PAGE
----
What Did The North American Free Trade Agreement Do

Additional ancillary agreements have been adopted to allay concerns about the potential impact of the treaty on the labour market and the environment. Critics feared that U.S. and Canadian companies in Mexico would have generally low wages, which would lead to a shift of production to Mexico and a rapid reduction in manufacturing employment in the United States and Canada. Meanwhile, environmentalists were concerned about the potentially catastrophic effects of rapid industrialization in Mexico, which does not have experience in implementing and enforcing environmental legislation. Possible environmental problems were raised in the North American Environmental Cooperation Agreement (NAAEC), which established the Commission for Environmental Cooperation (CEC) in 1994. Agriculture, in particular, has seen a boost. Canada is the largest importer of U.S. agricultural products, and Canadian agricultural trade with the United States has more than tripled since 1994, as has Canada`s overall agricultural exports to NAFTA partners. NAFTA has long been a political objective. In 2008, then-Presidential candidate Barack Obama responded to widespread trade skepticism within the Democratic base by promising to renegotiate NAFTA to incorporate stricter labor and environmental standards. The Obama administration tried to address NAFTA issues during the Trans-Pacific Partnership negotiations, a massive trade agreement with 11 other countries, including Canada and Mexico.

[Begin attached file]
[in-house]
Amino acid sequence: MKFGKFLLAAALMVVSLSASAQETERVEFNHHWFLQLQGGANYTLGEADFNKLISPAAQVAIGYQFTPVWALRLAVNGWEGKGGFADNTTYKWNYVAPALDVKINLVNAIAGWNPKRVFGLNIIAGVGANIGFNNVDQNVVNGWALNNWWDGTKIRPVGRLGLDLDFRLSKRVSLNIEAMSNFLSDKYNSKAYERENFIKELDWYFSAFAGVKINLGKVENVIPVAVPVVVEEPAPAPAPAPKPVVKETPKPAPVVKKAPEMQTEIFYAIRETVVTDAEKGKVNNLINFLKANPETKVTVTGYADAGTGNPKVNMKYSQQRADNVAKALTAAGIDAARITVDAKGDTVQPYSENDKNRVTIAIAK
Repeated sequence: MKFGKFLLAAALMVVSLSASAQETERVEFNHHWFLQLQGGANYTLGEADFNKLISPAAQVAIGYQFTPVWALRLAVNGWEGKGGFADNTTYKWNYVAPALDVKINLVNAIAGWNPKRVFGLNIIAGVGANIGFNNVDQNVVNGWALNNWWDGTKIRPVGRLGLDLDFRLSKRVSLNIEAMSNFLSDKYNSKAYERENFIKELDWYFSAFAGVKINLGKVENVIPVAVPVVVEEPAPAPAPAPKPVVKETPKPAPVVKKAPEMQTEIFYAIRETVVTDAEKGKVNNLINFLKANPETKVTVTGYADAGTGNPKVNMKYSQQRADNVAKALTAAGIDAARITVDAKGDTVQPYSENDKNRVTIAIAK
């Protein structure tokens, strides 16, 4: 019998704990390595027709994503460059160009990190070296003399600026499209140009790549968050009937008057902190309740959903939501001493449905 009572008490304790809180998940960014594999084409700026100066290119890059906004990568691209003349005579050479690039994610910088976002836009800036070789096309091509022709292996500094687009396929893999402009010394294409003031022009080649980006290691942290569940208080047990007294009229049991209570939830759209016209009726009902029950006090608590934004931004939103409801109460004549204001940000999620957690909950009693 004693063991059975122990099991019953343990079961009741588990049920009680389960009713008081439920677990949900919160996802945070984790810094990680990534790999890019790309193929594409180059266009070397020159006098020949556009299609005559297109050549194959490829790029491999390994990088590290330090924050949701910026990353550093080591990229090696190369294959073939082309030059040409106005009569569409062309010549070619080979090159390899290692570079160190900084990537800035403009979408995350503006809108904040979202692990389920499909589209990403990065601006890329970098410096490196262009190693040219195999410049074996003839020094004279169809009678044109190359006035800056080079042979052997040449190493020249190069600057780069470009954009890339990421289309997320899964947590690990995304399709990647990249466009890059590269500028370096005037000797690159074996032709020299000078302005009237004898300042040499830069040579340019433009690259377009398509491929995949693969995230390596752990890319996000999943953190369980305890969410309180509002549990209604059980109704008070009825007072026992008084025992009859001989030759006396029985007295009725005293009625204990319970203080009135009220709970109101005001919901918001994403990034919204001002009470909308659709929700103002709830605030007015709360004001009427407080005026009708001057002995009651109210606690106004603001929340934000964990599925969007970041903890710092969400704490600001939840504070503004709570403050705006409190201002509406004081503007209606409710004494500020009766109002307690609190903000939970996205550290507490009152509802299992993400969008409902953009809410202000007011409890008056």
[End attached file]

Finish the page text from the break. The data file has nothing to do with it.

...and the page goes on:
The TPP was deeply unpopular – Hillary Clinton ultimately opposed the deal during her 2016 presidential bid – and President Trump withdrew the United States from the TPP in one of his first official acts. It is impossible to isolate the effects of NAFTA in the larger economy. For example, it is difficult to say with certainty what percentage of the current U.S. trade deficit, which reached a record $65,677 million at the end of 2005, is directly attributable to NAFTA. It is also difficult to say what percentage of the 3.3 million manufacturing jobs that were lost in the United States between 1998 and 2004 is the result of NAFTA and what percentage would have been created without this trade agreement. It cannot even be said with certainty that the intensification of trade between NAFTA countries is exclusively the result of the trade agreement.